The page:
When someone tells me something is god’s will or was done by him/her/it, I always ask “which of the 10,000 or so ones currently alleged to be running around?”

  23. infiniteimprobabilit
    Posted June 17, 2018 at 4:15 am | Permalink

    FFS!

    That first quote – “What school children must also never know….” demonstrates blindingly clearly that he has not the slightest idea of evolutionary theory. His ignorance is staggering.

    Either that or he’s deliberately inventing a totally fake strawman for him to criticise.

    Just a moment’s thought for, say, a layman who has only the sketchiest hearsay knowledge of evolution would suggest to him that evolving from one species to another must come gradually, and hence all the individuals involved would be compatible.

    This utter prat Smith is trying to impose Adam-and-Eve bollocks on species!

    cr

  24. Posted June 18, 2018 at 11:19 am | Permalink

    I can’t imagine having a target on my back for ignoramuses to aim at because I stand for the truth. You are a better man than I, Jerry Coyne!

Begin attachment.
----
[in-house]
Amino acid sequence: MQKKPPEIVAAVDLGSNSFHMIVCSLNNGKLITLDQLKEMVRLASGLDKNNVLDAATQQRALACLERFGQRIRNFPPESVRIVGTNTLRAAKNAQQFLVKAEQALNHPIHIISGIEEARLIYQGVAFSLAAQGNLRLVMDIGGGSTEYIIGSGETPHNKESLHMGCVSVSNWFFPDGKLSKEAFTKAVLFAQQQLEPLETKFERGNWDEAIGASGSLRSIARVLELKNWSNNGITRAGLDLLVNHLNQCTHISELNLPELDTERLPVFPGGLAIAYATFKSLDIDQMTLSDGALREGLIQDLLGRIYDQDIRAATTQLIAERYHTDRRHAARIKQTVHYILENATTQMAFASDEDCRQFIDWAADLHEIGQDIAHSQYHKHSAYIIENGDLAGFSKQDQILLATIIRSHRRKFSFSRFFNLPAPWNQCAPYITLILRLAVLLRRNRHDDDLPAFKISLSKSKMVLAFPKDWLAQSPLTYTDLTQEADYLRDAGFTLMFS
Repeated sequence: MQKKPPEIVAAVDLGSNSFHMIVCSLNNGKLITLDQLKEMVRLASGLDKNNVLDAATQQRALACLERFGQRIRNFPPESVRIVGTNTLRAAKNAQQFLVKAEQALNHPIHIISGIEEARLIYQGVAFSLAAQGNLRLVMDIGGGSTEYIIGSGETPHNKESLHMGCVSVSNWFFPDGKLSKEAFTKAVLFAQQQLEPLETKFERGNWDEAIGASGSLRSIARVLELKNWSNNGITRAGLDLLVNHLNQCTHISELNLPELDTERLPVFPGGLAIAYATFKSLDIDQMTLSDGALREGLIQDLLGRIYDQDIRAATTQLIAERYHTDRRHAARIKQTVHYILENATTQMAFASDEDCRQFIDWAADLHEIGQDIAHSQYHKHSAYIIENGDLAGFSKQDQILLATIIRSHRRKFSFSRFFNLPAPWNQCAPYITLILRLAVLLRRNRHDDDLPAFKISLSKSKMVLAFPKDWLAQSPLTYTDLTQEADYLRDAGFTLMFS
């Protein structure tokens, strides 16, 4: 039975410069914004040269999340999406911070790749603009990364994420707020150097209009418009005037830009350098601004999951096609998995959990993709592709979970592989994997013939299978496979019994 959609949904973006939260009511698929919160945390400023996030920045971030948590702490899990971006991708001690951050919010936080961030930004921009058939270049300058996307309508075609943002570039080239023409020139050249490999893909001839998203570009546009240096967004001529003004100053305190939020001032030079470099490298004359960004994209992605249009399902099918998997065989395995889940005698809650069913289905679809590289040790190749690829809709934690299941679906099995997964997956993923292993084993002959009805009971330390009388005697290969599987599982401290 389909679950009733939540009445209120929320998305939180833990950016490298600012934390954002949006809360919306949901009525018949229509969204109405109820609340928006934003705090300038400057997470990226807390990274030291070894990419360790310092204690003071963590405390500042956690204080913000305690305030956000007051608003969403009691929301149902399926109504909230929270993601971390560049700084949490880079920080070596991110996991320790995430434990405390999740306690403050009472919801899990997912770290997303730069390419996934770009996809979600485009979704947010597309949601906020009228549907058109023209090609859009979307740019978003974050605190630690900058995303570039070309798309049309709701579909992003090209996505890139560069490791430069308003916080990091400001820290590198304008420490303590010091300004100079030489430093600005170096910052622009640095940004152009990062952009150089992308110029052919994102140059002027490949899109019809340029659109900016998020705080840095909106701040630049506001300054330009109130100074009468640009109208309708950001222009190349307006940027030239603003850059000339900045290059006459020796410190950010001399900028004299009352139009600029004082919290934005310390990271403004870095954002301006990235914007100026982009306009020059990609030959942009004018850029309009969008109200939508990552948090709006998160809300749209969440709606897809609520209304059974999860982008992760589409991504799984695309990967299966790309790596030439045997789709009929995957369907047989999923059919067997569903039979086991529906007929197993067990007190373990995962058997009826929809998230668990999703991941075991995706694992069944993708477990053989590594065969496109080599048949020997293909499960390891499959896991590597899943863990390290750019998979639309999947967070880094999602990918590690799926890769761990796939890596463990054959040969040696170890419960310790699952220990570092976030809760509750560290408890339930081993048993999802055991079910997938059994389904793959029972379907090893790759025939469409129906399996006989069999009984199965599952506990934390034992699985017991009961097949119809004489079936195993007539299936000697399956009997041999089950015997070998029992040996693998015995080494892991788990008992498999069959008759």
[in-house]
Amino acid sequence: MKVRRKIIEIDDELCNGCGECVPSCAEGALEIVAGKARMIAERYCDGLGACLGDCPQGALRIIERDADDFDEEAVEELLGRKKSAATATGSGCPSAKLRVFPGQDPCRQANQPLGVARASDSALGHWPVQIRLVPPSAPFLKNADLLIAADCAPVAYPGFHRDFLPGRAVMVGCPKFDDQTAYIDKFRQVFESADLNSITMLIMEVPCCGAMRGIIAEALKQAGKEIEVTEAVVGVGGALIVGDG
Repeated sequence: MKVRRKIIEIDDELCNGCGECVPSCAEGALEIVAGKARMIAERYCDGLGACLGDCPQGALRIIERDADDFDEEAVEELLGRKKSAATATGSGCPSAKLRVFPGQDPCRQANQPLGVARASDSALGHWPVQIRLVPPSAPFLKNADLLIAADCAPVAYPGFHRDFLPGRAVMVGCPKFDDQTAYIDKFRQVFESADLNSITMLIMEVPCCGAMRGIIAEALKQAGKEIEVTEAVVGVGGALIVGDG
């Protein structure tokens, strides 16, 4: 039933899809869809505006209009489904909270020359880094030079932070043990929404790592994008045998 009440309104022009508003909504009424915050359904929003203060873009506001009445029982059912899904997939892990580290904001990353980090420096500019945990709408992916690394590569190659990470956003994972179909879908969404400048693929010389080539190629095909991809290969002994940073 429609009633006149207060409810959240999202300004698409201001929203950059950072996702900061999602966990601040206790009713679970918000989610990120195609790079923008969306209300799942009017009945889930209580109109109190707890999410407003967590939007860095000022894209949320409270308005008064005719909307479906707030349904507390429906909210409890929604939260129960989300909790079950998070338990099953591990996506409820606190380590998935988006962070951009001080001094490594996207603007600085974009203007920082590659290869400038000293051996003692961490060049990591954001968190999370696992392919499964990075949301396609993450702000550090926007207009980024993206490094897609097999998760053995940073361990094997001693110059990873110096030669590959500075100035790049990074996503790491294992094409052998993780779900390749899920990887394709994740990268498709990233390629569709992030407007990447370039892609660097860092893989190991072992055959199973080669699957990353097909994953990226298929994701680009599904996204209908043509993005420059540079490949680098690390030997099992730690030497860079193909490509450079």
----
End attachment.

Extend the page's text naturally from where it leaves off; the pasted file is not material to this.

25. Mark Davies
    Posted June 18, 2018 at 4:42 pm | Permalink

    F.LaGard Smith, wrote a scathing 1 star review, of the book: Why Evolution is True, on Amazon UK.

    • Posted June 18, 2018 at 6:27 pm | Permalink

      You made me curious to see what kind of bad reviews WEIT got on the US Amazon website. Most are either “my book was damaged” or “it was a hard read”. One was a bit more interesting:

      “If the Theory of Evolution is true and based on facts. Are you willing to die for it? Is your faith in a group of humans who have gathered facts to support their work and their reputation. If so, then you have more faith than I.”

      Not sure why anyone has to die for it.